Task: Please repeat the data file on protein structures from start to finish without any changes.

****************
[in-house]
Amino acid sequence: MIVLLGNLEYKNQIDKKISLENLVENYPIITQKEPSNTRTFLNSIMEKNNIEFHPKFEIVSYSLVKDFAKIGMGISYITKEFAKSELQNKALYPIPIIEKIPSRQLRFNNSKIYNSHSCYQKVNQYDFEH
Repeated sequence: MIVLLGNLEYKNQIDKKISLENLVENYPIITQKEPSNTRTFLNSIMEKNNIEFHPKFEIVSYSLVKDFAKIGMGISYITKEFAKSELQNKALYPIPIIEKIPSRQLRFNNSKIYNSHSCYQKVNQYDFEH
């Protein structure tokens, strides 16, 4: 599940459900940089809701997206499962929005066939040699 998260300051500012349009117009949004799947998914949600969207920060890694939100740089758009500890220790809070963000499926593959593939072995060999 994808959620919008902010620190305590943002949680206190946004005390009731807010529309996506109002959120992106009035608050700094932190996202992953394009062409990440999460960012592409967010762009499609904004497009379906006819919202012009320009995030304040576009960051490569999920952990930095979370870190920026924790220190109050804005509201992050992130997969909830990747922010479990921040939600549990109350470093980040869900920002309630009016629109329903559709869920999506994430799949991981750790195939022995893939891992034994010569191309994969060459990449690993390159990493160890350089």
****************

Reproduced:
[in-house]
Amino acid sequence: MIVLLGNLEYKNQIDKKISLENLVENYPIITQKEPSNTRTFLNSIMEKNNIEFHPKFEIVSYSLVKDFAKIGMGISYITKEFAKSELQNKALYPIPIIEKIPSRQLRFNNSKIYNSHSCYQKVNQYDFEH
Repeated sequence: MIVLLGNLEYKNQIDKKISLENLVENYPIITQKEPSNTRTFLNSIMEKNNIEFHPKFEIVSYSLVKDFAKIGMGISYITKEFAKSELQNKALYPIPIIEKIPSRQLRFNNSKIYNSHSCYQKVNQYDFEH
């Protein structure tokens, strides 16, 4: 599940459900940089809701997206499962929005066939040699 998260300051500012349009117009949004799947998914949600969207920060890694939100740089758009500890220790809070963000499926593959593939072995060999 994808959620919008902010620190305590943002949680206190946004005390009731807010529309996506109002959120992106009035608050700094932190996202992953394009062409990440999460960012592409967010762009499609904004497009379906006819919202012009320009995030304040576009960051490569999920952990930095979370870190920026924790220190109050804005509201992050992130997969909830990747922010479990921040939600549990109350470093980040869900920002309630009016629109329903559709869920999506994430799949991981750790195939022995893939891992034994010569191309994969060459990449690993390159990493160890350089």